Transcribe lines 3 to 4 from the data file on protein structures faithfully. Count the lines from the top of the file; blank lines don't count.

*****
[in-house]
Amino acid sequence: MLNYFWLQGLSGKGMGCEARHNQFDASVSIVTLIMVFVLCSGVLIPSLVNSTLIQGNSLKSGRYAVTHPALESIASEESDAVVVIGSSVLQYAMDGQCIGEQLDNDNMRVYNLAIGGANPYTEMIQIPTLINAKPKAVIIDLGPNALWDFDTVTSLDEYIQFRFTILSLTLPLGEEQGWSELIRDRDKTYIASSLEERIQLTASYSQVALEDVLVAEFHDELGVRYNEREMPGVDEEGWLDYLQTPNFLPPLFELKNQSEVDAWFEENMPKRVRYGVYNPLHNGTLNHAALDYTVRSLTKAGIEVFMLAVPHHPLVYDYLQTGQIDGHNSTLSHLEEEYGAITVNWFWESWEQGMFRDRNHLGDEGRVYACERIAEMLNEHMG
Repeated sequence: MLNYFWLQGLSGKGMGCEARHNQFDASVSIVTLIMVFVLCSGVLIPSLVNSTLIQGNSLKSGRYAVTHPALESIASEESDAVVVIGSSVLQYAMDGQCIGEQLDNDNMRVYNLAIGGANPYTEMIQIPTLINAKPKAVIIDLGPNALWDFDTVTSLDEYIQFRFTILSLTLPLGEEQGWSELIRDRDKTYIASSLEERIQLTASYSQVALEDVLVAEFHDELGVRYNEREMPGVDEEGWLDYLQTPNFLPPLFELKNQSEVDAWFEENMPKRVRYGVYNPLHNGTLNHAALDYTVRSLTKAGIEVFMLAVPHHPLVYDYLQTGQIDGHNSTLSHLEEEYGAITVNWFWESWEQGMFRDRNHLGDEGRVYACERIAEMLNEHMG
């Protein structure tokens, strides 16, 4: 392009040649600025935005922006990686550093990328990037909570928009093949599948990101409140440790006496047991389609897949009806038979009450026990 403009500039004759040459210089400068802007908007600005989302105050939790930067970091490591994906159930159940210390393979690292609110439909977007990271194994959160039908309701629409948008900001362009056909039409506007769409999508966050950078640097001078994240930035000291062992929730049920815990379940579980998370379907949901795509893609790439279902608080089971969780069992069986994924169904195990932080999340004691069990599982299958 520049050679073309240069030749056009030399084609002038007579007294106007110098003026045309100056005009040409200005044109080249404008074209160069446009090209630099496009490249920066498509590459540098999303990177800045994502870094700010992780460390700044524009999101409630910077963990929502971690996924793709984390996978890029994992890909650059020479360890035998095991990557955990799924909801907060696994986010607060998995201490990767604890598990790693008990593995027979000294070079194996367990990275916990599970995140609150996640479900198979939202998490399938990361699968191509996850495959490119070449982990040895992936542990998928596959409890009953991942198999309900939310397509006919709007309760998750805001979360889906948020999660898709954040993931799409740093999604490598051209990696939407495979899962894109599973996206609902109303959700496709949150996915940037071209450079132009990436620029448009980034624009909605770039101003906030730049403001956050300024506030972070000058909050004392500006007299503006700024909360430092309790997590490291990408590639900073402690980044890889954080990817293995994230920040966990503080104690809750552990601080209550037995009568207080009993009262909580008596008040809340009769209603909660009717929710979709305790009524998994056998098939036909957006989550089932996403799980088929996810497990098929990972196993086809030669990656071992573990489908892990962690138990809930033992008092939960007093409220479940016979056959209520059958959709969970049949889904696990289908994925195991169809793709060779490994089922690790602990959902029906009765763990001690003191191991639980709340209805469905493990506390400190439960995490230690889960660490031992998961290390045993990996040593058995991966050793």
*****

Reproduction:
Repeated sequence: MLNYFWLQGLSGKGMGCEARHNQFDASVSIVTLIMVFVLCSGVLIPSLVNSTLIQGNSLKSGRYAVTHPALESIASEESDAVVVIGSSVLQYAMDGQCIGEQLDNDNMRVYNLAIGGANPYTEMIQIPTLINAKPKAVIIDLGPNALWDFDTVTSLDEYIQFRFTILSLTLPLGEEQGWSELIRDRDKTYIASSLEERIQLTASYSQVALEDVLVAEFHDELGVRYNEREMPGVDEEGWLDYLQTPNFLPPLFELKNQSEVDAWFEENMPKRVRYGVYNPLHNGTLNHAALDYTVRSLTKAGIEVFMLAVPHHPLVYDYLQTGQIDGHNSTLSHLEEEYGAITVNWFWESWEQGMFRDRNHLGDEGRVYACERIAEMLNEHMG
């Protein structure tokens, strides 16, 4: 392009040649600025935005922006990686550093990328990037909570928009093949599948990101409140440790006496047991389609897949009806038979009450026990 403009500039004759040459210089400068802007908007600005989302105050939790930067970091490591994906159930159940210390393979690292609110439909977007990271194994959160039908309701629409948008900001362009056909039409506007769409999508966050950078640097001078994240930035000291062992929730049920815990379940579980998370379907949901795509893609790439279902608080089971969780069992069986994924169904195990932080999340004691069990599982299958 520049050679073309240069030749056009030399084609002038007579007294106007110098003026045309100056005009040409200005044109080249404008074209160069446009090209630099496009490249920066498509590459540098999303990177800045994502870094700010992780460390700044524009999101409630910077963990929502971690996924793709984390996978890029994992890909650059020479360890035998095991990557955990799924909801907060696994986010607060998995201490990767604890598990790693008990593995027979000294070079194996367990990275916990599970995140609150996640479900198979939202998490399938990361699968191509996850495959490119070449982990040895992936542990998928596959409890009953991942198999309900939310397509006919709007309760998750805001979360889906948020999660898709954040993931799409740093999604490598051209990696939407495979899962894109599973996206609902109303959700496709949150996915940037071209450079132009990436620029448009980034624009909605770039101003906030730049403001956050300024506030972070000058909050004392500006007299503006700024909360430092309790997590490291990408590639900073402690980044890889954080990817293995994230920040966990503080104690809750552990601080209550037995009568207080009993009262909580008596008040809340009769209603909660009717929710979709305790009524998994056998098939036909957006989550089932996403799980088929996810497990098929990972196993086809030669990656071992573990489908892990962690138990809930033992008092939960007093409220479940016979056959209520059958959709969970049949889904696990289908994925195991169809793709060779490994089922690790602990959902029906009765763990001690003191191991639980709340209805469905493990506390400190439960995490230690889960660490031992998961290390045993990996040593058995991966050793």